Next the news of the fall of San Antonio when 120 brave Americans were slaughtered, again at Goliad, or near to it, where about 300 were surrounded by more than ten times their number and fought bravely for sometime, after which a formal treaty was made, which ought to have been respected by any Christian Nation, that was to send them back to the United States, but in a few days, by order of the savage tyrant were taken out and shot. Some ten or twelve after being taken out among the rest, made their escape. This and like news we heard, while on the retreat, still ringing in our ears, might have caused us to fear them and tremble at the name of a Mexican, but no-we longed to meet them and revenge the deaths of our murdered countrymen and we did revenge them. The Plains of San Jacinto will be long remembered by the Mexicans where we fought them over two to one, their numbers being 15 hundred our not half. We killed about 6 hundred and took the remainder prisoners more than half of them being wounded.

I was in the action and think have not dishonored the cause for which we fought. You remind of your promise of coming to Texas or rather your intention, I am glad you are doing well, but hope at present, you have no such intention. At some future period perhaps it might answer, but not in the situation the Country is in at present. This country is again threatened with invasion, 10,000 Mexicans are on their march, fully intent to murder all in arms against them. We are called out again, some have gone and we have information there are 2,000 Mexicans on the Warlope. Tomorrow leave here to join the army. Remember me to Elizabeth. I may yet live to see her, should I not I trust in God. She has other friends who will not forsake her in the time of need nor prove untrue.

I have given you only a sketch of the whole of the affairs of Texas. You will perhaps see it more fully in some of the papers. Write to me soon and tell my sister to write. I long to hear from her. I should have written to her now but have not time.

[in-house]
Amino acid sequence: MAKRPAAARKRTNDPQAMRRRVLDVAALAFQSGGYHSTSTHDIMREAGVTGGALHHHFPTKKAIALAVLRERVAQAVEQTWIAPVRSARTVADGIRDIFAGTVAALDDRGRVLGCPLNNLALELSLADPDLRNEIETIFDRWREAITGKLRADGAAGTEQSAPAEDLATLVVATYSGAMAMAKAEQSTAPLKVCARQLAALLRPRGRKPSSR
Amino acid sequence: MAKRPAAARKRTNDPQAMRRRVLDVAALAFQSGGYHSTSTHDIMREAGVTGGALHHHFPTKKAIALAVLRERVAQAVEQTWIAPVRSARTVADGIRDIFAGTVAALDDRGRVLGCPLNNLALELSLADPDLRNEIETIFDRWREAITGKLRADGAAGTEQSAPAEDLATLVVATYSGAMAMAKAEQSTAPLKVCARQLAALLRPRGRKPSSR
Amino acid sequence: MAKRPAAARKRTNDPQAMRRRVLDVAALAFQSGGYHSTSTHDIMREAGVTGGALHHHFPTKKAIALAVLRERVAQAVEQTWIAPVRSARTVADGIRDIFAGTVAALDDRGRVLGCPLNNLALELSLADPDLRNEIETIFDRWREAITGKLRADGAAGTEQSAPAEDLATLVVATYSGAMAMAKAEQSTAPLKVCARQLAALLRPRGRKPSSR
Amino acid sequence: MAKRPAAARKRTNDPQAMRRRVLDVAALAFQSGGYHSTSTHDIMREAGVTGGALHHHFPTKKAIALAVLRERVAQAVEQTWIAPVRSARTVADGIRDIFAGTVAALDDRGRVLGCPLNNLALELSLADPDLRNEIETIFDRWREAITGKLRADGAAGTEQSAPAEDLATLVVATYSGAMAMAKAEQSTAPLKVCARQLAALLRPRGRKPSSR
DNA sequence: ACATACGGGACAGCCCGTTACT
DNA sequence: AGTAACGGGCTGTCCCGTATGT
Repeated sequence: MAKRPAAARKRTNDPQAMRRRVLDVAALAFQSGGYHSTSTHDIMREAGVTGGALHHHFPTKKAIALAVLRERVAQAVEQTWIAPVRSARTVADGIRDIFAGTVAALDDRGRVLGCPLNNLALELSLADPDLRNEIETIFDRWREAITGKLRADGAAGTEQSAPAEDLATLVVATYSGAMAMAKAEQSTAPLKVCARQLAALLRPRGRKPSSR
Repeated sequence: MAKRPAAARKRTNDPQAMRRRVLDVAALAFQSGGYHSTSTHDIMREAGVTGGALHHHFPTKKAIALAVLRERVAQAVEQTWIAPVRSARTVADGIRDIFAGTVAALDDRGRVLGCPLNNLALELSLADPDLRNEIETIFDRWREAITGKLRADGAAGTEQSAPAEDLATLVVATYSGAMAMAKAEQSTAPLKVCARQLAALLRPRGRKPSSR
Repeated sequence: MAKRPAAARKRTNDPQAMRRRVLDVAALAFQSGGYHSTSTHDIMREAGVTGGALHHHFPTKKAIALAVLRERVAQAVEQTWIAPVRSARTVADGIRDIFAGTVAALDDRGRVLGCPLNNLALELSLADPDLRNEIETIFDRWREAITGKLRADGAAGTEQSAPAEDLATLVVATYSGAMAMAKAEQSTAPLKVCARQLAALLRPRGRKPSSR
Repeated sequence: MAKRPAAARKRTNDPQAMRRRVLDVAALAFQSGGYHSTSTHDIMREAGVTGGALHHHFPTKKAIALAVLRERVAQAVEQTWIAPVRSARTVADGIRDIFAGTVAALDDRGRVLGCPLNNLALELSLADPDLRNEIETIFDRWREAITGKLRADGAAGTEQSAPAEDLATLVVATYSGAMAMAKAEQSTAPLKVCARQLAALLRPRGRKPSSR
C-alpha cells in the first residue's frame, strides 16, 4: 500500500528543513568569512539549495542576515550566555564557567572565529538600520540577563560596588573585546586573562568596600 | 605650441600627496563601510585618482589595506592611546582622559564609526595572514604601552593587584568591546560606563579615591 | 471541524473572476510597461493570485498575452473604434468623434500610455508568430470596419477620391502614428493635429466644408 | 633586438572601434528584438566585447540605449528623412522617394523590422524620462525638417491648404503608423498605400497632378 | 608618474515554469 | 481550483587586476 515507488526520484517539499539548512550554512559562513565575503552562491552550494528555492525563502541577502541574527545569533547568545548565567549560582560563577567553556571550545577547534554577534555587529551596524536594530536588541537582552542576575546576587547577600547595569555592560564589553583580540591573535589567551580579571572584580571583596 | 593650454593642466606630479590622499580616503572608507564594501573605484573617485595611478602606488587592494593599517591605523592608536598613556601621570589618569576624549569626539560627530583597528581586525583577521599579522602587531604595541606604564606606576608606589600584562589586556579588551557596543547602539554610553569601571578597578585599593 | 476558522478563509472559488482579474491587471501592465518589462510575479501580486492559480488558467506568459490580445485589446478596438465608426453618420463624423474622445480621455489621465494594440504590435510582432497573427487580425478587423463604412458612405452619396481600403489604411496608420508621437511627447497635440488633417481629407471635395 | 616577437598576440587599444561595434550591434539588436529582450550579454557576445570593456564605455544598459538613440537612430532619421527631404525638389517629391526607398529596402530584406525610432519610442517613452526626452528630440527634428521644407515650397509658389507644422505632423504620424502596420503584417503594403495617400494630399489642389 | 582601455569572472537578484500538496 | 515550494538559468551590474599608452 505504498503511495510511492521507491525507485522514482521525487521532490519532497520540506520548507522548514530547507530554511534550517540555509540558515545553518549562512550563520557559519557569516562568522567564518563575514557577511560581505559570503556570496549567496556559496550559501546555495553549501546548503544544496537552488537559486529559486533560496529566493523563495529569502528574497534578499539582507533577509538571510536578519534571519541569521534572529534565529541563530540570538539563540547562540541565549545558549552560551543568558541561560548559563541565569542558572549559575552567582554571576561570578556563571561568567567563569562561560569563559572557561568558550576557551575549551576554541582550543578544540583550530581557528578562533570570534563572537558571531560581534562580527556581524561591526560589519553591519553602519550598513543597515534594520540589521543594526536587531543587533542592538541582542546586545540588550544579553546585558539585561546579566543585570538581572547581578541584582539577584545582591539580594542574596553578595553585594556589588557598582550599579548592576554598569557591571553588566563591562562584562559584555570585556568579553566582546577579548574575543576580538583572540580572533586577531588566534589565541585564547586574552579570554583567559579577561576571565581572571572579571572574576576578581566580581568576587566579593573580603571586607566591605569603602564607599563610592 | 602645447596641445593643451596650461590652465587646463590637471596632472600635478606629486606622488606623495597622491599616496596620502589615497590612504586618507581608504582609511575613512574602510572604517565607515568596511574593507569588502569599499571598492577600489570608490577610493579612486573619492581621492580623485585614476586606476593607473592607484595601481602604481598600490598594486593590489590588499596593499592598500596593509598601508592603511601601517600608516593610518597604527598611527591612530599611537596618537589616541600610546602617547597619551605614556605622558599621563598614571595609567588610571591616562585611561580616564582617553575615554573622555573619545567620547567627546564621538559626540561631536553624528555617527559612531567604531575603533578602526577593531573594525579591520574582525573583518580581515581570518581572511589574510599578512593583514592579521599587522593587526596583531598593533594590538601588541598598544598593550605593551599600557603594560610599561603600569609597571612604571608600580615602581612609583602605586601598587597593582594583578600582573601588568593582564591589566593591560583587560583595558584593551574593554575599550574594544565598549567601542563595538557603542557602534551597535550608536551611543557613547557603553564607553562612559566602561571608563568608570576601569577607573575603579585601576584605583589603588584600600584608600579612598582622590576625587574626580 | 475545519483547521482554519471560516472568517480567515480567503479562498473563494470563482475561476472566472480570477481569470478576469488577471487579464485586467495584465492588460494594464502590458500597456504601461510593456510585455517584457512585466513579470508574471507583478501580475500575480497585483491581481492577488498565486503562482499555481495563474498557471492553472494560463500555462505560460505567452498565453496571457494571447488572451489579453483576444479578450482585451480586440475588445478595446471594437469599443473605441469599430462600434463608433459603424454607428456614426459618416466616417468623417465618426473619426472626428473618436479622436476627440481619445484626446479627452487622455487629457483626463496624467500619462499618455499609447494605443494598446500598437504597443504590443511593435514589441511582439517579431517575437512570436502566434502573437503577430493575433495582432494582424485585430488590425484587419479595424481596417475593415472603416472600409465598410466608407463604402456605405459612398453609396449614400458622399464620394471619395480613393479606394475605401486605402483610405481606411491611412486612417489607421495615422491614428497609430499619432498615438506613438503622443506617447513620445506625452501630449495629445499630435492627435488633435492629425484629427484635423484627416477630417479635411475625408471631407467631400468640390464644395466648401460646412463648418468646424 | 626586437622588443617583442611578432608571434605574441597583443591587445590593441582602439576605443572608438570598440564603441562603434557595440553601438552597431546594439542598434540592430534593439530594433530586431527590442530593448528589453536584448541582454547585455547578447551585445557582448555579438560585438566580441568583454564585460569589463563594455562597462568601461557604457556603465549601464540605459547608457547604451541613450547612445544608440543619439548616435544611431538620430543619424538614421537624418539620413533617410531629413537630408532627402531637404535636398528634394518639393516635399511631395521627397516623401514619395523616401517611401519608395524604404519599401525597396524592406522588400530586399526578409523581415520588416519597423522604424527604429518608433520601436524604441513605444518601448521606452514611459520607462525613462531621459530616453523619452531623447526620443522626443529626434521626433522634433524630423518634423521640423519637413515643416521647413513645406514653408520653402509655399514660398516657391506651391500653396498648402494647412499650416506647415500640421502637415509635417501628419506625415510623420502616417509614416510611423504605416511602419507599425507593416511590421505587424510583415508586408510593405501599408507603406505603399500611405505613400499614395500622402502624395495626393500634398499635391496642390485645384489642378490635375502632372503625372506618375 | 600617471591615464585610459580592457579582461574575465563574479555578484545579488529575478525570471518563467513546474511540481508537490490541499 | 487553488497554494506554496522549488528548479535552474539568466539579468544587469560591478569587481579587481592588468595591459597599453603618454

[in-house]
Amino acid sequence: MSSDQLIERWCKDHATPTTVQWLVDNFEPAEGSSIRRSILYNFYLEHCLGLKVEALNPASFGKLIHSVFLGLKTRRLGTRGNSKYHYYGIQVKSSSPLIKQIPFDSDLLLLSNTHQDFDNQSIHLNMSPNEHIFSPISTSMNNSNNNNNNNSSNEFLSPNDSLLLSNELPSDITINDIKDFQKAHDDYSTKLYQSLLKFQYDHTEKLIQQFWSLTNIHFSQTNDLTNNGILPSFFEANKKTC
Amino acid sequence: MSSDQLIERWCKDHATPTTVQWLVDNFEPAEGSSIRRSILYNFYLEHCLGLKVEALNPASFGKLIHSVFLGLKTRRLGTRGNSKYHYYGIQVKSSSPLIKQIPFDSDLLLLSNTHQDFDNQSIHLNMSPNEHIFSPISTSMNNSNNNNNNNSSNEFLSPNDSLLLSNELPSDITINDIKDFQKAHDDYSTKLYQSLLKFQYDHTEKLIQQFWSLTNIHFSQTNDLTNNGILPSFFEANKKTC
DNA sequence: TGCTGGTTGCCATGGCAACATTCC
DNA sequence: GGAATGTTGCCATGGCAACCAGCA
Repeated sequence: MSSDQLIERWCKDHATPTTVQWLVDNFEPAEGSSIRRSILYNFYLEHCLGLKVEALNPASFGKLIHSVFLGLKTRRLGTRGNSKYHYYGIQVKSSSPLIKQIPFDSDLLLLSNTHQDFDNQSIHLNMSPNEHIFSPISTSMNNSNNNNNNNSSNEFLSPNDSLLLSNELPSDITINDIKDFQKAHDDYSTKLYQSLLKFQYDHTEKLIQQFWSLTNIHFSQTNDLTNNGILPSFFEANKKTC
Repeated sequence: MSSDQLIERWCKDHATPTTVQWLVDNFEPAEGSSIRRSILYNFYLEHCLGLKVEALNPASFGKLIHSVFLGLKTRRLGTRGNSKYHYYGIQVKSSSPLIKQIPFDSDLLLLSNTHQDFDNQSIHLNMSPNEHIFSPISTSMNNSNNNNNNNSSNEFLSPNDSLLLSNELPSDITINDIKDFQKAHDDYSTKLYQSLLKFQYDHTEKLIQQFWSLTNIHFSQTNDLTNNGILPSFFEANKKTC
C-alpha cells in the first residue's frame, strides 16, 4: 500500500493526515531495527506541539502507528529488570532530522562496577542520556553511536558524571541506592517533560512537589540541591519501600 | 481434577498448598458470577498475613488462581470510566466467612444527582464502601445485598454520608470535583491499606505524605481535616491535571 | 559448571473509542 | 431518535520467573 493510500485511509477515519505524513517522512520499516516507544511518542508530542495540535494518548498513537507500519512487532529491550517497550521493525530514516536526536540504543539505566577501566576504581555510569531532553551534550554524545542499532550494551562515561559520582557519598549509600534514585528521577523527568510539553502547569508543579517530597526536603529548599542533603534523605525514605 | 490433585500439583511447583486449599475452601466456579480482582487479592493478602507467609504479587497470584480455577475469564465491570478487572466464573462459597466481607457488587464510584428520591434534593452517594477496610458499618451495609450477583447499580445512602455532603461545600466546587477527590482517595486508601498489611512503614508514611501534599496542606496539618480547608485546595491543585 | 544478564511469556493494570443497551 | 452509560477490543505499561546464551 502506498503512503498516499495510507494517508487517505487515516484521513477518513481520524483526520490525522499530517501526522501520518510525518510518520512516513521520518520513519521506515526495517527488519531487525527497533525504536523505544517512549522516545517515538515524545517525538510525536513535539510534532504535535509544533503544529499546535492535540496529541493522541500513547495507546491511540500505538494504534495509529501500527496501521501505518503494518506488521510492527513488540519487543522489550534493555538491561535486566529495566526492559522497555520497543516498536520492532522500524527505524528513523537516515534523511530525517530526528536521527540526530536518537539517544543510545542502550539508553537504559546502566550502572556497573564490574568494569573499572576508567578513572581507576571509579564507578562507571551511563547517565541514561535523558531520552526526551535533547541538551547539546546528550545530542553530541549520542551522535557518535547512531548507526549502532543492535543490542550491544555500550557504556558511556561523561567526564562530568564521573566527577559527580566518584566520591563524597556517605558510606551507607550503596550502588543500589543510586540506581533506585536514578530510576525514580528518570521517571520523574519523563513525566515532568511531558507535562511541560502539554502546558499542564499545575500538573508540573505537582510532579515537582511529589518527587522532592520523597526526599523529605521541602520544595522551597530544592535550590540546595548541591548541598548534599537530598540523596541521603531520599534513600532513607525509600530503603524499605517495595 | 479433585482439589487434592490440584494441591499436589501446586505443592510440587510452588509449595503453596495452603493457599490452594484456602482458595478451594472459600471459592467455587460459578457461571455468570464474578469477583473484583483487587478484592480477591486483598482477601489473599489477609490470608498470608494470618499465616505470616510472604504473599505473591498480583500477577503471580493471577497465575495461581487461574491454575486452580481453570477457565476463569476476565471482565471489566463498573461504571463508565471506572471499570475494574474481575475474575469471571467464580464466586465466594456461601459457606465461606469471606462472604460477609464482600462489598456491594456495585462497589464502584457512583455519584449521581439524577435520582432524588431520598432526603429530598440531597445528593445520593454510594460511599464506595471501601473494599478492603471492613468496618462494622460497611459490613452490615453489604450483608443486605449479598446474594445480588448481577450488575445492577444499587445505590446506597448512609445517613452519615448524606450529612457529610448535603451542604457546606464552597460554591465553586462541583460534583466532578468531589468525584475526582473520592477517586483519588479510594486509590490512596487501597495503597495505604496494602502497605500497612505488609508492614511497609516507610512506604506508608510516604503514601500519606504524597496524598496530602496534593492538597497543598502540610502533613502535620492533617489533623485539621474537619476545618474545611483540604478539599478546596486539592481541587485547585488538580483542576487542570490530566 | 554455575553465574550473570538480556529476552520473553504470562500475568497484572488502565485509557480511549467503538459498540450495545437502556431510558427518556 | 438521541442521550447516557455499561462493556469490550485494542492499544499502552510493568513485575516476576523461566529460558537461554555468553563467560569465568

Direct as usual to Matagorda. Some friend will send it to me.
Yours with Respect,
J. Plunkett."

Written by Louis W. Kemp, between 1930 and 1952. Please note that typographical and factual errors have not been corrected from the original sketches. The biographies have been scanned from the original typescripts, a process that sometimes allows for mistakes in the new text. Researchers should verify the accuracy of the texts' contents through other sources before quoting in publications. Additional information on the veteran may be available in the Herzstein Library.

Battle Statistics

  • Died in Battle: No
  • Rank: Private
  • Company: Capt. Robert J. Calder
  • Battle Account: Transcript of letter dated July 1, 1836, in the Kemp biography.

Personal Statistics

  • Date of Birth: 1808
  • Birthplace: Ireland, Belfast
  • Origin: Massachusetts
  • Came to Texas: 1834
  • Date of Death: 1886 Oct 3
  • Burial Place: Matagorda, Texas
  • Bounty Certificate: 9505
  • Donation Certificate: 947
  • Wife: none